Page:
The communities of Massachusetts must fight to retain ownership of their licenses for recreational marijuana sales. They are valuable community assets.

The license to legally sell marijuana to adults over the age of 21 in Massachusetts is a valuable commodity. The license is a unique asset. Almost anybody can get a building and a business sign and a cash register. The license from a city or town to sell marijuana is the key to the whole operation.

The license to sell marijuana legally is a creation of civil society. The license user is dependent upon the government to limit competition and to create the market for them to operate in. Marijuana use by consumers is already a huge unregulated and illegal market.

The true market for marijuana has developed despite the government's attempts to crush it out of existence. This new legal market only exists because the state of Massachusetts has created it.

The people of each community should retain the real ownership of the marijuana licenses and should profit from the increasing value of the licenses. To follow the path taken by the state on alcohol licenses would be a travesty.

In Massachusetts, the holder of a license to sell alcohol can sell their license. In Boston, a full liquor license is worth around $500,000 on the free market. The holder of that license pays the city around $2,500 annually for the use of the license. How this practice of selling a government asset came into existence I can't explain, but I know it is ridiculous and worse. Tens of millions of dollars have been made selling the transfer rights of alcohol licenses in Massachusetts and the taxpayers have seen zero profit from their assets.

Because the permitting of recreational marijuana sales is so new, the citizens of Massachusetts have an opportunity to learn from the past and to profit from it.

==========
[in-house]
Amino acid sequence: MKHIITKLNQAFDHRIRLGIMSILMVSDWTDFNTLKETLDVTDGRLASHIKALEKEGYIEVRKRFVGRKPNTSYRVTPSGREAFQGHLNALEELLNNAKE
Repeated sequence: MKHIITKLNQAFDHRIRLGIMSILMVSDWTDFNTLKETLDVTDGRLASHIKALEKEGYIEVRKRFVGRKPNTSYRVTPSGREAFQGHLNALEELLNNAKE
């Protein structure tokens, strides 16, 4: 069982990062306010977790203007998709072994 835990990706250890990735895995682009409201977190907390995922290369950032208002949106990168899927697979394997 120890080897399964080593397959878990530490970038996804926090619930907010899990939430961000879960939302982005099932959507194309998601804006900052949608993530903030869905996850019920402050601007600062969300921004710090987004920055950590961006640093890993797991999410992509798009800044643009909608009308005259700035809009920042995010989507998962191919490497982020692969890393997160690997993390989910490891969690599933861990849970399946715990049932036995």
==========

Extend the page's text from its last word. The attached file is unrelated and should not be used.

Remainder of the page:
I would suggest that each license go up for auction every five years. It probably makes sense to stagger the auctions so they don't flood the market and dilute the value. The cities and towns get to realize the increasing value of the license, rather than have the owner sell something the community actually owns and pocket all of the money. It probably makes sense to give the current holder of the license an option to match the highest bidder at the end of the auction, too. It may make sense to give the holder of the license a small share of the license profit too if they are outbid.

If a license is worth $1,000,000 on the free market, it is impossible to justify that the local community receives none of that increase in the asset's price. That is what is happening now with alcohol licenses in Massachusetts and it is wrong.

It would be a crime to forget the interests of the local taxpayers when it comes to profiting from the sale and transfer of marijuana licenses. The license is a government asset and it should be treated accordingly. The Massachusetts legislature needs to step up and protect the cities and towns financial interests in this growing industry.

Chris McCarthy is the host of The Chris McCarthy Show on 1420 WBSM New Bedford. He can be heard weekdays from 10 a.m. to noon. Contact him at chris.mccarthy@townsquaremedia.com and follow him on Twitter @Chris_topher_Mc. The opinions expressed in this commentary are solely those of the author.